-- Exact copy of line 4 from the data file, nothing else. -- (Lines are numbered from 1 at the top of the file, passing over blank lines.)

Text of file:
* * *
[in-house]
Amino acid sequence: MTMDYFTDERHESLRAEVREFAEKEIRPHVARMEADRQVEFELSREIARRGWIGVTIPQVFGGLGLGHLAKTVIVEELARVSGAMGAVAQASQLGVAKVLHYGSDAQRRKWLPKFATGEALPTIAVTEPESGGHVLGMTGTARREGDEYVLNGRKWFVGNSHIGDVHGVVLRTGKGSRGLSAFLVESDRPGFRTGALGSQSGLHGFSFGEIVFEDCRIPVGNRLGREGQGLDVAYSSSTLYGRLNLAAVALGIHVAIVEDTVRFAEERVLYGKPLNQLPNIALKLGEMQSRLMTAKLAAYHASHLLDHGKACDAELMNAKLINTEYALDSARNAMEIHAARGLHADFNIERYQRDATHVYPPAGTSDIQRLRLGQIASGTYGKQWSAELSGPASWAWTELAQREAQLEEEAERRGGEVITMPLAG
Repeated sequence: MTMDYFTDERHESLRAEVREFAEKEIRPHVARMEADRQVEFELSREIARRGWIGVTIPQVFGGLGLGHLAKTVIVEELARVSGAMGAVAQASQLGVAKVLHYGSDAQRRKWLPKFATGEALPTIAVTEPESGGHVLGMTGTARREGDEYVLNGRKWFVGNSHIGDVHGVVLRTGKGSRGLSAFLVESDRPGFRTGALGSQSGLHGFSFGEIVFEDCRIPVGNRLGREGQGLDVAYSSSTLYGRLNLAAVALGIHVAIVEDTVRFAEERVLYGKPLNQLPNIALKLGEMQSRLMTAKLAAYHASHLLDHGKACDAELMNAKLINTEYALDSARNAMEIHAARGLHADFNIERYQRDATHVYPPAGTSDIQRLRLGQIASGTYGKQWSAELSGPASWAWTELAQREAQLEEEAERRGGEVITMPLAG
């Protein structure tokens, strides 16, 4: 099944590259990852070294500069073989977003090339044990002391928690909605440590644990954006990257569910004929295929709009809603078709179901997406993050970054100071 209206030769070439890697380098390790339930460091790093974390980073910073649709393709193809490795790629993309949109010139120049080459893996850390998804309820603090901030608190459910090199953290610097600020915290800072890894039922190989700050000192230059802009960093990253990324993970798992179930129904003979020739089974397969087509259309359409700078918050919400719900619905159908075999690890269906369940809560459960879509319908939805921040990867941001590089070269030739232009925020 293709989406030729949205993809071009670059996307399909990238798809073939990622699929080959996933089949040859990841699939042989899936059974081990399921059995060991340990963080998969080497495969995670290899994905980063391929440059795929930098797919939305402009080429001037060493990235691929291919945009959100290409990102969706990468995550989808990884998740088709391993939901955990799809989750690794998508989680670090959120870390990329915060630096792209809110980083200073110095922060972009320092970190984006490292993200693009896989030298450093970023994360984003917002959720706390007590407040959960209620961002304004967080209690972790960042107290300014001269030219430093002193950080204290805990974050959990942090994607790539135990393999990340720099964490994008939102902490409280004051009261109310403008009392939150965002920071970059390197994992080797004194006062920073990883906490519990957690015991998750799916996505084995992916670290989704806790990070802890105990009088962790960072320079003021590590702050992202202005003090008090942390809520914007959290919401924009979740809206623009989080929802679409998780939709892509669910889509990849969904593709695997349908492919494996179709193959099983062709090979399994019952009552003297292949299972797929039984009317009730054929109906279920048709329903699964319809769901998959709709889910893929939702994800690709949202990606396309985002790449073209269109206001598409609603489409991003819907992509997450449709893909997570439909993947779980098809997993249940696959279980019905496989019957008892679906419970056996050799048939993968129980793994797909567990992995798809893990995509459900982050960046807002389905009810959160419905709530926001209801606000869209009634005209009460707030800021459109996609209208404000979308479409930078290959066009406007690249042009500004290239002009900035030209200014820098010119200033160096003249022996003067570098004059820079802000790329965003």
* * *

């Protein structure tokens, strides 16, 4: 099944590259990852070294500069073989977003090339044990002391928690909605440590644990954006990257569910004929295929709009809603078709179901997406993050970054100071 209206030769070439890697380098390790339930460091790093974390980073910073649709393709193809490795790629993309949109010139120049080459893996850390998804309820603090901030608190459910090199953290610097600020915290800072890894039922190989700050000192230059802009960093990253990324993970798992179930129904003979020739089974397969087509259309359409700078918050919400719900619905159908075999690890269906369940809560459960879509319908939805921040990867941001590089070269030739232009925020 293709989406030729949205993809071009670059996307399909990238798809073939990622699929080959996933089949040859990841699939042989899936059974081990399921059995060991340990963080998969080497495969995670290899994905980063391929440059795929930098797919939305402009080429001037060493990235691929291919945009959100290409990102969706990468995550989808990884998740088709391993939901955990799809989750690794998508989680670090959120870390990329915060630096792209809110980083200073110095922060972009320092970190984006490292993200693009896989030298450093970023994360984003917002959720706390007590407040959960209620961002304004967080209690972790960042107290300014001269030219430093002193950080204290805990974050959990942090994607790539135990393999990340720099964490994008939102902490409280004051009261109310403008009392939150965002920071970059390197994992080797004194006062920073990883906490519990957690015991998750799916996505084995992916670290989704806790990070802890105990009088962790960072320079003021590590702050992202202005003090008090942390809520914007959290919401924009979740809206623009989080929802679409998780939709892509669910889509990849969904593709695997349908492919494996179709193959099983062709090979399994019952009552003297292949299972797929039984009317009730054929109906279920048709329903699964319809769901998959709709889910893929939702994800690709949202990606396309985002790449073209269109206001598409609603489409991003819907992509997450449709893909997570439909993947779980098809997993249940696959279980019905496989019957008892679906419970056996050799048939993968129980793994797909567990992995798809893990995509459900982050960046807002389905009810959160419905709530926001209801606000869209009634005209009460707030800021459109996609209208404000979308479409930078290959066009406007690249042009500004290239002009900035030209200014820098010119200033160096003249022996003067570098004059820079802000790329965003």